The second sort of area of growth for us was to understand how utilities did what they did. In other words, as consumers, we expect from our utilities a greater level of reliability than we expect from our mobile providers, from our broadband providers, and so on. That has evolved, or that level of service has evolved out of a culture and a focus on quality of service inside the utilities that makes them more methodical about how they deploy new technologies. Somebody once famously, or not famously, but somebody once told me that utilities make a product that if you touch it, it will kill you, and that's the mindset they take with everything that they do. We have worked hard to move from a model that was sort of whiz-bang driven--look, we can help you give your customers this new amazing feature--into one that much more ties back to the core utility operating metrics around efficiency and asset utilization and so on. So, that's required us to invest heavily in the pieces of infrastructure that are required in order to support the utilities.
I would say that in my 25 years of being an entrepreneur, selling into the utility industry is the hardest, sometimes the most frustrating, but occasionally the most rewarding thing that I have done. Utilities have to serve everybody, so in a normal business, you build a product, it's adopted by the early adopters in the market, you're then able to sort of reduce the cost and add to the features and things over time and gradually you have bigger and bigger audiences of people take on the product. In the utility industry, our customer has to serve everybody, and so the focus on making sure that we've designed solutions for the mass market, not for the minority, is pretty key and that requires a lot of engineering effort.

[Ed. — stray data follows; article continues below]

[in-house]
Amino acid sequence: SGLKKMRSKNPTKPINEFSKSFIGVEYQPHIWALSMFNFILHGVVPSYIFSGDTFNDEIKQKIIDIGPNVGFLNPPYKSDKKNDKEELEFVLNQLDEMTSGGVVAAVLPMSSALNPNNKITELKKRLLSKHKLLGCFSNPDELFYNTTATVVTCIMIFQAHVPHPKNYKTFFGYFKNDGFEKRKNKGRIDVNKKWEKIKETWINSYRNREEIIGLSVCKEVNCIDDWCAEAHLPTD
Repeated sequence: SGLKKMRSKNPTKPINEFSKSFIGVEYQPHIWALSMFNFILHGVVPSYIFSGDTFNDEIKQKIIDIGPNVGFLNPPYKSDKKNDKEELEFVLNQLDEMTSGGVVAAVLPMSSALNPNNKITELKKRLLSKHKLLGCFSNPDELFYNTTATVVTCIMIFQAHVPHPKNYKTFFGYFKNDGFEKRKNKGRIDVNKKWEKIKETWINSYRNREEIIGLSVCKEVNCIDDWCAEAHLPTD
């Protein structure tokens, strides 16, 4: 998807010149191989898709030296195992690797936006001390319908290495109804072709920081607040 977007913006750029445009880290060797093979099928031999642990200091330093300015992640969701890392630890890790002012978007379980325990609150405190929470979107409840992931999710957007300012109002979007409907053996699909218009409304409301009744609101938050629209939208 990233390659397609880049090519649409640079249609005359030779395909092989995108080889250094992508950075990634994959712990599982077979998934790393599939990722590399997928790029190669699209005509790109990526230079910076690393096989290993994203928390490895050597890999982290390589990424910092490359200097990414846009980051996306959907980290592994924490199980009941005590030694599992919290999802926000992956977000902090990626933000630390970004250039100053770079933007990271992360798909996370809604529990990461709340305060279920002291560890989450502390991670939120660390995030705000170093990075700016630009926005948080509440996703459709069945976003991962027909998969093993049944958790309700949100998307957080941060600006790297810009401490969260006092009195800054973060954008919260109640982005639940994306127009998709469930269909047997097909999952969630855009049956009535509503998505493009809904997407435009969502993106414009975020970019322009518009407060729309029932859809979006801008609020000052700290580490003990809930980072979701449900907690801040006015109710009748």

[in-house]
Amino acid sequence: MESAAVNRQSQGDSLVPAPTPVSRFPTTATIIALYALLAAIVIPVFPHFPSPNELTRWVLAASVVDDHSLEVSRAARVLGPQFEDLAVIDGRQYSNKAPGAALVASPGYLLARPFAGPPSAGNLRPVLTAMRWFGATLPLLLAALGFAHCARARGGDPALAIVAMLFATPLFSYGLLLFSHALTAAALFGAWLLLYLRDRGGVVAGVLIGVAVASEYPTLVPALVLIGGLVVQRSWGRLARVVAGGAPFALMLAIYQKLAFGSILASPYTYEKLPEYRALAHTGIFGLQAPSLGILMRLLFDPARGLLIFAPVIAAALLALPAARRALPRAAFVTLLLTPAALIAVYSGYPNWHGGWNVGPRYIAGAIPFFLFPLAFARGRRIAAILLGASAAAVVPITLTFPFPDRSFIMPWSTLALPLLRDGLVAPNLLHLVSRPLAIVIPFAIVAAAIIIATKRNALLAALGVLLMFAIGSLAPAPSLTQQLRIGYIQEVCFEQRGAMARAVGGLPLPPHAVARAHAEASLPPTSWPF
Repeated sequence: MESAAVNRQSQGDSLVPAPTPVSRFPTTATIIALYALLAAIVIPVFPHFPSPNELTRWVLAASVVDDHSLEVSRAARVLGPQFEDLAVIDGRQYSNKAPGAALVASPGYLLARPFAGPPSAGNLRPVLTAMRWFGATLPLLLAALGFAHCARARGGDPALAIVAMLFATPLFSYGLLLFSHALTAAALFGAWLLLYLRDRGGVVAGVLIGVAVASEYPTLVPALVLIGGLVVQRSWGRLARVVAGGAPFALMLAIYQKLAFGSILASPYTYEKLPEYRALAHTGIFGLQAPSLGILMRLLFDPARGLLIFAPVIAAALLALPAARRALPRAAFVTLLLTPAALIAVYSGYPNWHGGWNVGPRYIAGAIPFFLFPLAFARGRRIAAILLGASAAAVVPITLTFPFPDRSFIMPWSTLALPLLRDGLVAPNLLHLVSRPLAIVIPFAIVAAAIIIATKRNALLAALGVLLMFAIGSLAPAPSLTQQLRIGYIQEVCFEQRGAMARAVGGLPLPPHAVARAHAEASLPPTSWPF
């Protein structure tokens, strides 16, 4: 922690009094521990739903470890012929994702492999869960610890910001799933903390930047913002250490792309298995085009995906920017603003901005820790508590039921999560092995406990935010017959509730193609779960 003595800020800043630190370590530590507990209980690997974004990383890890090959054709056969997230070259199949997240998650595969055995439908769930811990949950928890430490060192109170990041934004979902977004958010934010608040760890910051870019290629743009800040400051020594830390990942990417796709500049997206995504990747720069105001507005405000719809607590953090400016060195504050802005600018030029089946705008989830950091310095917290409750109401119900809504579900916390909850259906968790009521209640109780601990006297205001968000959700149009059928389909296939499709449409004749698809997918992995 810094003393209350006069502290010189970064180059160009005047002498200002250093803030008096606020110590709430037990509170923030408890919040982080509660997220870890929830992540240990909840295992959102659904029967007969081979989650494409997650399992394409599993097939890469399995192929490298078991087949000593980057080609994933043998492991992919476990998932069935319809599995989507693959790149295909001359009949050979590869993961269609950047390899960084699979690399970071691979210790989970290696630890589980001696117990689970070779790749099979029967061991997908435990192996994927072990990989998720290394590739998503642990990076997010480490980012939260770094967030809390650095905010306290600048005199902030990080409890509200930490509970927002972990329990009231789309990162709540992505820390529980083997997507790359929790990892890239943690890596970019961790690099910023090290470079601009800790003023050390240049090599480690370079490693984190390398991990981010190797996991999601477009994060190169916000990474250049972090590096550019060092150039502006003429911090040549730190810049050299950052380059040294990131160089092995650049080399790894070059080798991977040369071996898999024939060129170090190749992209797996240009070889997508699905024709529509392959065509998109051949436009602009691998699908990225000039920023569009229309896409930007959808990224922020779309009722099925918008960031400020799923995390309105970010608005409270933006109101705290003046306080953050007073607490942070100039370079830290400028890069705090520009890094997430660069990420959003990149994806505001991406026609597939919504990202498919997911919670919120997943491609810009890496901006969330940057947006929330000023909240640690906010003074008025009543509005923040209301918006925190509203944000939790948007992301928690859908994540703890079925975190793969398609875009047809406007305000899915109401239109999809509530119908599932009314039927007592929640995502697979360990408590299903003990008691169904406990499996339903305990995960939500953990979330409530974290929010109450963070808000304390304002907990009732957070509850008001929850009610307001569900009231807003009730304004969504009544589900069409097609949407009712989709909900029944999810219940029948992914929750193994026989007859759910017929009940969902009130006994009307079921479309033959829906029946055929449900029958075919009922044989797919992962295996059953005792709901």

Secondly, that level of concern about reliability and security and privacy and all those kind of things that make the utilities the reliable providers that they are is necessarily passed on to their vendors and partners, and we've had to invest $100 million in technology in order to make sure that we can do the kind of things we do with billions of meter reads, in private, secure and robust ways.